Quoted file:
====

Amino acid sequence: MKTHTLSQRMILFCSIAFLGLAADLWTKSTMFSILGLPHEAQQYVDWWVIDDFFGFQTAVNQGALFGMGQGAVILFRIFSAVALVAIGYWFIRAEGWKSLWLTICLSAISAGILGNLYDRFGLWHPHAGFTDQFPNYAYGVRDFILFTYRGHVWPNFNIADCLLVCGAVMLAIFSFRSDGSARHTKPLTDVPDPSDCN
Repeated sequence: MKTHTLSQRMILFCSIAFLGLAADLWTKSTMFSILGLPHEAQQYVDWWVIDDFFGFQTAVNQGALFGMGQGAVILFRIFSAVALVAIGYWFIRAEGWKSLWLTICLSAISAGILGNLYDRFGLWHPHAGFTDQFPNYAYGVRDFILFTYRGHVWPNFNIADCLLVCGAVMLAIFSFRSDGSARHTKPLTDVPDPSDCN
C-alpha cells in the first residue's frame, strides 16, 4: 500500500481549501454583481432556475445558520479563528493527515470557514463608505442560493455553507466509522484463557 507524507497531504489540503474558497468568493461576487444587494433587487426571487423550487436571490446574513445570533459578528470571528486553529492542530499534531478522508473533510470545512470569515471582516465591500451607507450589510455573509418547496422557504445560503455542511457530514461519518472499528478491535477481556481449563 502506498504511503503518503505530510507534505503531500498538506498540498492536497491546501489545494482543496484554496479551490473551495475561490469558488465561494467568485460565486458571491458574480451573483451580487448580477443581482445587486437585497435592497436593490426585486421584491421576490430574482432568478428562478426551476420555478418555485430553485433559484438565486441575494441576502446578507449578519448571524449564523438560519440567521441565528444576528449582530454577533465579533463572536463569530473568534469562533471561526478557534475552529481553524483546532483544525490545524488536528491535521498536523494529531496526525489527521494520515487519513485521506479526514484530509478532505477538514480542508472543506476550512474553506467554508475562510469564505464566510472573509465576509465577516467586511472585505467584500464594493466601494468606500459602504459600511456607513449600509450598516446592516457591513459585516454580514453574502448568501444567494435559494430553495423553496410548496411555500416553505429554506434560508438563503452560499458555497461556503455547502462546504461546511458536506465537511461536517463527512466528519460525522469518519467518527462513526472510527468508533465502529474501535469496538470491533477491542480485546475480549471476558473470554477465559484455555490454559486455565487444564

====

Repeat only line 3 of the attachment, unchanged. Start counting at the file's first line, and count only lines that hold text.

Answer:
C-alpha cells in the first residue's frame, strides 16, 4: 500500500481549501454583481432556475445558520479563528493527515470557514463608505442560493455553507466509522484463557 507524507497531504489540503474558497468568493461576487444587494433587487426571487423550487436571490446574513445570533459578528470571528486553529492542530499534531478522508473533510470545512470569515471582516465591500451607507450589510455573509418547496422557504445560503455542511457530514461519518472499528478491535477481556481449563 502506498504511503503518503505530510507534505503531500498538506498540498492536497491546501489545494482543496484554496479551490473551495475561490469558488465561494467568485460565486458571491458574480451573483451580487448580477443581482445587486437585497435592497436593490426585486421584491421576490430574482432568478428562478426551476420555478418555485430553485433559484438565486441575494441576502446578507449578519448571524449564523438560519440567521441565528444576528449582530454577533465579533463572536463569530473568534469562533471561526478557534475552529481553524483546532483544525490545524488536528491535521498536523494529531496526525489527521494520515487519513485521506479526514484530509478532505477538514480542508472543506476550512474553506467554508475562510469564505464566510472573509465576509465577516467586511472585505467584500464594493466601494468606500459602504459600511456607513449600509450598516446592516457591513459585516454580514453574502448568501444567494435559494430553495423553496410548496411555500416553505429554506434560508438563503452560499458555497461556503455547502462546504461546511458536506465537511461536517463527512466528519460525522469518519467518527462513526472510527468508533465502529474501535469496538470491533477491542480485546475480549471476558473470554477465559484455555490454559486455565487444564